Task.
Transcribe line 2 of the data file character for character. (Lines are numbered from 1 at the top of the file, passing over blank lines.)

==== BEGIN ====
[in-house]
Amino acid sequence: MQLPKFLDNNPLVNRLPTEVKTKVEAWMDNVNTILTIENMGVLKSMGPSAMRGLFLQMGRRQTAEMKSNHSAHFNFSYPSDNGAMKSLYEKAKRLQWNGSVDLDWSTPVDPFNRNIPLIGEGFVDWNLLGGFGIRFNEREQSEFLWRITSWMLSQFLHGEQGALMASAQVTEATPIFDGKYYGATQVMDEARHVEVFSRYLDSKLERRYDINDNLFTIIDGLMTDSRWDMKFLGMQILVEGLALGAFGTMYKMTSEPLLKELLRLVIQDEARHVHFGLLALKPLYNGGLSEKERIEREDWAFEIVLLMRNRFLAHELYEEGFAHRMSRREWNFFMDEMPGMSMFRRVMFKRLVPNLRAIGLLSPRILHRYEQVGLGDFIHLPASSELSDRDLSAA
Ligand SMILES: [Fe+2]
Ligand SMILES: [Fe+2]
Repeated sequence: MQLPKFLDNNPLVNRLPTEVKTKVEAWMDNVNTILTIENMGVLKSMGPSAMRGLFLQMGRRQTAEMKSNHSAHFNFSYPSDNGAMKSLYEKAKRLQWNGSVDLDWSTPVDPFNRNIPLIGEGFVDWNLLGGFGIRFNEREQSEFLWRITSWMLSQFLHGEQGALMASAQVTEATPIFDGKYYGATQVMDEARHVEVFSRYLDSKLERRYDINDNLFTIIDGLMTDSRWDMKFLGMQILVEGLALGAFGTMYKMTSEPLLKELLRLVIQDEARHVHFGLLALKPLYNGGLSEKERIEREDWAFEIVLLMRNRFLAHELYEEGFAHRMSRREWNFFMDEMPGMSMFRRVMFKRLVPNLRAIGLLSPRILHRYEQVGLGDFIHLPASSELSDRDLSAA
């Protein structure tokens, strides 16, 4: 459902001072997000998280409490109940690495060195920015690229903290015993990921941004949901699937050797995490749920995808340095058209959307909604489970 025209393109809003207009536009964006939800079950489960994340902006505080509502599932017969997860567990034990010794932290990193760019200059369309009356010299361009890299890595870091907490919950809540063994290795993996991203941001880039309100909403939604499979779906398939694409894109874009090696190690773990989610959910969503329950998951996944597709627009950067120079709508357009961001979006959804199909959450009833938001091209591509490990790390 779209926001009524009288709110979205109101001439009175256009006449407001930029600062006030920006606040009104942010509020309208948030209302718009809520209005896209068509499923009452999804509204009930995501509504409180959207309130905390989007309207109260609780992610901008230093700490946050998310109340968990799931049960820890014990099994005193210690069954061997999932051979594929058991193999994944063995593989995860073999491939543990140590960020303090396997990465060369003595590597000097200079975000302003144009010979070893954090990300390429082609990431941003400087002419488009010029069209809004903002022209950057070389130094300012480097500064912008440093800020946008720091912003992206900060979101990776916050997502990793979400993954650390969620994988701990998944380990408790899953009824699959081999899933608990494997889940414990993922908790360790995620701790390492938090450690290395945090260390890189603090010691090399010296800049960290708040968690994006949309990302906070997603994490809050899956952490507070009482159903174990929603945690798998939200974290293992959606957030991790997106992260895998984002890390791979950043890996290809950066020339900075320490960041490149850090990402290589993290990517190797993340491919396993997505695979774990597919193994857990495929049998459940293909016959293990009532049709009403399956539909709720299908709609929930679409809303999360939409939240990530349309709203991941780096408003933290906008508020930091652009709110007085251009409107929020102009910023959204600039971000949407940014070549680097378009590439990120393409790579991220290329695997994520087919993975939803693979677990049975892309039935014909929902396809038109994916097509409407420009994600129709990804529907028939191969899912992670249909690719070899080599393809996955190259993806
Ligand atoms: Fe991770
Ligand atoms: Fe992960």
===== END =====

Amino acid sequence: MQLPKFLDNNPLVNRLPTEVKTKVEAWMDNVNTILTIENMGVLKSMGPSAMRGLFLQMGRRQTAEMKSNHSAHFNFSYPSDNGAMKSLYEKAKRLQWNGSVDLDWSTPVDPFNRNIPLIGEGFVDWNLLGGFGIRFNEREQSEFLWRITSWMLSQFLHGEQGALMASAQVTEATPIFDGKYYGATQVMDEARHVEVFSRYLDSKLERRYDINDNLFTIIDGLMTDSRWDMKFLGMQILVEGLALGAFGTMYKMTSEPLLKELLRLVIQDEARHVHFGLLALKPLYNGGLSEKERIEREDWAFEIVLLMRNRFLAHELYEEGFAHRMSRREWNFFMDEMPGMSMFRRVMFKRLVPNLRAIGLLSPRILHRYEQVGLGDFIHLPASSELSDRDLSAA